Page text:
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James

March 1998

There are a few things I want to say this month, and they have nothing to do with each other. Therefore, I will divide the letter into sections.

Thanks:

I would like to thank all of you who wrote me in response to last month's article, both those who agreed and disagreed. I was glad folks at least took the time to read it. A few people wanted to know about my coming out. Personally, I think there are much better coming out stories on Oasis already. Mine, while positive, is dull. If you want to hear it anyway, e-mail me. I saved an e-mail I wrote to an old friend about it that I'll just forward to you. Otherwise I see no reason to waste net-space with it.

Couples:

I had the experience of seeing a gay couple in action last night. (No, not THAT kind of action!) I'll call them D and A. D goes to my school. A goes to a school about an hour away, and is a very nice guy. They have been dating for a few months now (six, I think), I've seen them at a bar, getting ready to go to a club, and heading off to the gym, but I never saw them "being a couple" before. Yesterday, I saw them just walking on the trail behind our apartment building. (They were so cute!) Then I saw them making dinner in D's apartment. Just dinner, nothing special. But it was special. As I watched them cut various vegetables and make off-color jokes I realized how lucky I was.

I know, you're saying: "But James, THEY are the ones dating, not you." I know that. But let me explain.

Since I admitted to myself I was gay I have dreamed about meeting someone, falling in love, and spending the rest of my life with him. But it seemed so abstract, so alien. I have heard about gay couples spending their lives together, but I've never seen it. Now I suddenly had a concrete image of it in my head. And regardless of whether D and A last, I saw one brief moment of what that must be like. Just two guys who love each other making dinner.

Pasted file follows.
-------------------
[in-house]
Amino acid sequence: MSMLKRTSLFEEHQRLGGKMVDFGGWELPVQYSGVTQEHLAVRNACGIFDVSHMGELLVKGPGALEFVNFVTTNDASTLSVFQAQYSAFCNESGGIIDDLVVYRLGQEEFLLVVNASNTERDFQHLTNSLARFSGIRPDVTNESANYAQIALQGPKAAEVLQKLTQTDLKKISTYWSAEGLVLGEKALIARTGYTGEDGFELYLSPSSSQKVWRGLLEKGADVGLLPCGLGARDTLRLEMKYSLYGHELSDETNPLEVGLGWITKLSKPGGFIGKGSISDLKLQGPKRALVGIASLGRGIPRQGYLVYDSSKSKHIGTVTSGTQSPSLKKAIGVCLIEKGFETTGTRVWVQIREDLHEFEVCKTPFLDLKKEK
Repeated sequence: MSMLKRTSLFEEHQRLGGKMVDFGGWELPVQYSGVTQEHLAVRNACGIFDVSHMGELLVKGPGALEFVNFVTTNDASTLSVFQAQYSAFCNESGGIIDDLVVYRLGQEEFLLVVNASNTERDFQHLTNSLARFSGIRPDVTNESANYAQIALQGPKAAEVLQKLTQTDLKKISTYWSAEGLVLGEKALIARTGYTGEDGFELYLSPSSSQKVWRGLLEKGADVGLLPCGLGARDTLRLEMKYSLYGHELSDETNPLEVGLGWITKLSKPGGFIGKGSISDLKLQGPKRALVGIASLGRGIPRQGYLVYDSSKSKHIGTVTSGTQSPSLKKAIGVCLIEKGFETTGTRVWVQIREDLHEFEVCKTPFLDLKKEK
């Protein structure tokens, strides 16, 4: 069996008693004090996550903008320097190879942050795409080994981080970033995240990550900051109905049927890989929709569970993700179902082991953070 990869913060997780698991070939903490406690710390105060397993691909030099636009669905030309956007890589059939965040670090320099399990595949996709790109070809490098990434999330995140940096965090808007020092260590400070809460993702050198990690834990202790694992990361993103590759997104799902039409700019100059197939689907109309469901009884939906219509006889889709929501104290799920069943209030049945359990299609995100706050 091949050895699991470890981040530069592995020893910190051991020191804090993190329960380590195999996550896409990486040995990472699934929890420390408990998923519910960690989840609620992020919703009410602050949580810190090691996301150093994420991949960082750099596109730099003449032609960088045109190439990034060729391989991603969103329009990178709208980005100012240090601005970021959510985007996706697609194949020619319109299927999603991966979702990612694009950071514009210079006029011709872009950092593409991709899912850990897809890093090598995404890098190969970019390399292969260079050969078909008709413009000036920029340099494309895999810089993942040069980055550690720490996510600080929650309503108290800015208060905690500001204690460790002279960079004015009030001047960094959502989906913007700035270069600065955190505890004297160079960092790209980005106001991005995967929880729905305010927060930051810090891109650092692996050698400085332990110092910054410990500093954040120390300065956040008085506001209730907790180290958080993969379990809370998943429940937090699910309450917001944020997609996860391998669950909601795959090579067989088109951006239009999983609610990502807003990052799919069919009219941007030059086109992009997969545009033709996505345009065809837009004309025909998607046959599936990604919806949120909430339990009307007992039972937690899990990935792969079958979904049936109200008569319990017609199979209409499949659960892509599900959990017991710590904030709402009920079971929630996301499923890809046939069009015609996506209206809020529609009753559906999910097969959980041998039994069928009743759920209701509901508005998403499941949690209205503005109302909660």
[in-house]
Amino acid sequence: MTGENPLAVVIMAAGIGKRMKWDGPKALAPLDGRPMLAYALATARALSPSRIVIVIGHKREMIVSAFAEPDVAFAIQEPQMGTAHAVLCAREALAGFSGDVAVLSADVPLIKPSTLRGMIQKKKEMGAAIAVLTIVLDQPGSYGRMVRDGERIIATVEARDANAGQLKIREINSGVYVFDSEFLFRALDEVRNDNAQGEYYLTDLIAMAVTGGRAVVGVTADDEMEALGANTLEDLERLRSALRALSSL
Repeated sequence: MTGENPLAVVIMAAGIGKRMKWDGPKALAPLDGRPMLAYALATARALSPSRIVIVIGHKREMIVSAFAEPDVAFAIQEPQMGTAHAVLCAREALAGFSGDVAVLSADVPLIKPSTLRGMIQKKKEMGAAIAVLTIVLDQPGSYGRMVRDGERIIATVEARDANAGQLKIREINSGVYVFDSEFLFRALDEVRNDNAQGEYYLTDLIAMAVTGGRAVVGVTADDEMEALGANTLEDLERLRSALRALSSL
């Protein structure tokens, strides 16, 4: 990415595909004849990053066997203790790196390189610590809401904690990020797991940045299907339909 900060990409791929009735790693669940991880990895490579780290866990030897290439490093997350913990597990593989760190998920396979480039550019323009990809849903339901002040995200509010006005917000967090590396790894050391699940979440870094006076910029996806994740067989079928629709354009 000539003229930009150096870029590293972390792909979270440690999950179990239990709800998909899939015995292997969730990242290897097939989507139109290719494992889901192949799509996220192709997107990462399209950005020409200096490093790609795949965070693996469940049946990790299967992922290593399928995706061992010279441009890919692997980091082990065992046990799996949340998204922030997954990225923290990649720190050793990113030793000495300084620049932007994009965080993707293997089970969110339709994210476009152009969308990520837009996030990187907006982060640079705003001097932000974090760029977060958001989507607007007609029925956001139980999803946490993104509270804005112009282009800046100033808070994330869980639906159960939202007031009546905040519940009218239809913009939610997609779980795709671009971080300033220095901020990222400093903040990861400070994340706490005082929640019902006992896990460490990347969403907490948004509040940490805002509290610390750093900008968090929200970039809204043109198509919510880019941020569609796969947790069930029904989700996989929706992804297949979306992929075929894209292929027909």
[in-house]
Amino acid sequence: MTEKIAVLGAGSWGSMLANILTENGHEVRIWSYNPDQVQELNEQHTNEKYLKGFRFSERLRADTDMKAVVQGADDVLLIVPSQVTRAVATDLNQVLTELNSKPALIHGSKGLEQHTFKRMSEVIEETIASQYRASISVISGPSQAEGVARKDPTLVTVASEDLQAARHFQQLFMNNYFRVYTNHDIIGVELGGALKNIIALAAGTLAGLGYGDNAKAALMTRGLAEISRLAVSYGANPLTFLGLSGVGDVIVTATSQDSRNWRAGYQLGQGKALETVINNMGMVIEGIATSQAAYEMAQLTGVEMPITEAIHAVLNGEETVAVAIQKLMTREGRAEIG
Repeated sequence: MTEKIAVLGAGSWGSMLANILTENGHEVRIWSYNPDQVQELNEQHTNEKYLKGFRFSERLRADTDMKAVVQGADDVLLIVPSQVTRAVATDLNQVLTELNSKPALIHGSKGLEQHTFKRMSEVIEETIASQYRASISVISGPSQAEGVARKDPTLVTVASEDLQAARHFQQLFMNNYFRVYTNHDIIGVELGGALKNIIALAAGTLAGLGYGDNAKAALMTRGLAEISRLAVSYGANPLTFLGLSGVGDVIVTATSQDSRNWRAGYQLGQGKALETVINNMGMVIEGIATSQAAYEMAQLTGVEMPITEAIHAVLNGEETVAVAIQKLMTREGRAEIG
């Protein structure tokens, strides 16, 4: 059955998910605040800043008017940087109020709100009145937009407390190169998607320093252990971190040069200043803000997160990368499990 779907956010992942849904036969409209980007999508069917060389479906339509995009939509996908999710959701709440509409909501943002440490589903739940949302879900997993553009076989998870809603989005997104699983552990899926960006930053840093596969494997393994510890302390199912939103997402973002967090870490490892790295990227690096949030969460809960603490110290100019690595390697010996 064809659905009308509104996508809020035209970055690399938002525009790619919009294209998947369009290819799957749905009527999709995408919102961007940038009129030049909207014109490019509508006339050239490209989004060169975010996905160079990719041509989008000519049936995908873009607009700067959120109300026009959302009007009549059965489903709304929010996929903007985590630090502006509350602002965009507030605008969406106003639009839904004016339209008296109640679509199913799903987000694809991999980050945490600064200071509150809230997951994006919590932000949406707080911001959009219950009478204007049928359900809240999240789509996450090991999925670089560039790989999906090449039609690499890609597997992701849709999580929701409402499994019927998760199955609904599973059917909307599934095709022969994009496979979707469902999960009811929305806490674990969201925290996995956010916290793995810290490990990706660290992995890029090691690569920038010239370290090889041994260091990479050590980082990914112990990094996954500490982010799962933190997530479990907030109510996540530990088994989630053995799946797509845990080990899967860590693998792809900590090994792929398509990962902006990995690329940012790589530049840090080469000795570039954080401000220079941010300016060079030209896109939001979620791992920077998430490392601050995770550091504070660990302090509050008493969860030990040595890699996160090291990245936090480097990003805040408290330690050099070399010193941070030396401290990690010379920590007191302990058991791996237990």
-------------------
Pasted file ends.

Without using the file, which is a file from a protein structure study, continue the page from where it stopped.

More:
I can't wait. I can't wait until I have a guy I can just stay home with and make dinner. Maybe we'll have a dog, buy a house, or even adopt a kid. Life is beautiful.

Straight guys and love:

Turning from the positive to something a little less so....

The brain is, well, confusing. Anatomically it is just a collection of cytoplasm, axons, genetic material and chemicals. Nevertheless, it has the amazing propensity to get us into all sorts of trouble. Alas, you can't reason with your own brain. It has a mind of its own (really, no pun intended). Let me give you an example:

Have you ever met someone who you instantly hit it off with? He's intelligent, nice, funny and attractive. You find you want to explore the world with him, learn everything about him, and even just spend some with him doing nothing in particular. You see him in the computer lab, and you would give anything to run your fingers through his hair. He appears in your building after his weekly run, and his smell drives you absolutely wild (damn pheromones). But you know he's straight, and happy to be so. You know that if he knew what you felt for him he would probably be, to say the least, freaked out. You know that no matter what, you can never have a relationship with him, but you want to all the same. In short, he's your perfect man, mentally and physically. You know could fall in love with him, and be happy for the rest of your life, but fate makes it impossible.

He is gorgeous. He has short blond hair and big blue eyes I could just stare into for hours. And as hard as I try, I can't make myself feel differently for him. Yet I know it can never be. I know he would be upset. I know all of these things, but still I would mud-wrestle the Pope if I could just have him feel the same for me. It is this kind of situation that makes me curse myself for having desires, curse my sexuality, and most of all, curse my hormones (tricky little buggers that they are).

This is a small, conservative school in a small, and very Southern town. As such, there aren't many gay people about with whom to mingle. Maybe that's why this happened. I don't know. But I do know, that if only a few neurons in his brain were different, I could be as happy as I am sad. That's where the section above comes in. I still hold on to the dream. I know that one day I'll feel this way about someone who is actually gay!

The End:

Okay, that was long and rambling. Sorry.

Comments, questions, words of wisdom? E-mail me at < jsammons@wlu.edu >.

The end. (G'night!)


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